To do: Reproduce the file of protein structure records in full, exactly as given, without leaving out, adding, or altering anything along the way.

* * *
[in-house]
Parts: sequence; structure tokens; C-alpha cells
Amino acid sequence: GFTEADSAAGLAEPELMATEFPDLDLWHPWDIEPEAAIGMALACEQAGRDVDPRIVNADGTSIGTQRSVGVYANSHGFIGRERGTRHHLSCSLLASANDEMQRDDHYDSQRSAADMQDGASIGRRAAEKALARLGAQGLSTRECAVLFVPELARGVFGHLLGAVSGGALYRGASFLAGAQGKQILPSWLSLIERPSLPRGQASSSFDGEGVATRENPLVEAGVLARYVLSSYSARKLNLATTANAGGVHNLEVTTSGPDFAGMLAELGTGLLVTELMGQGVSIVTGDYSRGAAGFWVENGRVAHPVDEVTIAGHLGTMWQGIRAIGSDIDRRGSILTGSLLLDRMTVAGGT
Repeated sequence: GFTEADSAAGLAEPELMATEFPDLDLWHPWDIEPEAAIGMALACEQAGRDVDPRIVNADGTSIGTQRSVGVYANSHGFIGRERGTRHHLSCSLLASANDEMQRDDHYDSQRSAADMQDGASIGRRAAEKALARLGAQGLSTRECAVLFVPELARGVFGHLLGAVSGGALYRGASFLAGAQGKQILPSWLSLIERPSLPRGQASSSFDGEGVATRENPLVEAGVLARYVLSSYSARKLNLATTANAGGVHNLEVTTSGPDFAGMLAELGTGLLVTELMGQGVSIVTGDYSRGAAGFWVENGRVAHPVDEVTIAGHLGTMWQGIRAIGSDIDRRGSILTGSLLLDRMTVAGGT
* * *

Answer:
[in-house]
Parts: sequence; structure tokens; C-alpha cells
Amino acid sequence: GFTEADSAAGLAEPELMATEFPDLDLWHPWDIEPEAAIGMALACEQAGRDVDPRIVNADGTSIGTQRSVGVYANSHGFIGRERGTRHHLSCSLLASANDEMQRDDHYDSQRSAADMQDGASIGRRAAEKALARLGAQGLSTRECAVLFVPELARGVFGHLLGAVSGGALYRGASFLAGAQGKQILPSWLSLIERPSLPRGQASSSFDGEGVATRENPLVEAGVLARYVLSSYSARKLNLATTANAGGVHNLEVTTSGPDFAGMLAELGTGLLVTELMGQGVSIVTGDYSRGAAGFWVENGRVAHPVDEVTIAGHLGTMWQGIRAIGSDIDRRGSILTGSLLLDRMTVAGGT
Repeated sequence: GFTEADSAAGLAEPELMATEFPDLDLWHPWDIEPEAAIGMALACEQAGRDVDPRIVNADGTSIGTQRSVGVYANSHGFIGRERGTRHHLSCSLLASANDEMQRDDHYDSQRSAADMQDGASIGRRAAEKALARLGAQGLSTRECAVLFVPELARGVFGHLLGAVSGGALYRGASFLAGAQGKQILPSWLSLIERPSLPRGQASSSFDGEGVATRENPLVEAGVLARYVLSSYSARKLNLATTANAGGVHNLEVTTSGPDFAGMLAELGTGLLVTELMGQGVSIVTGDYSRGAAGFWVENGRVAHPVDEVTIAGHLGTMWQGIRAIGSDIDRRGSILTGSLLLDRMTVAGGT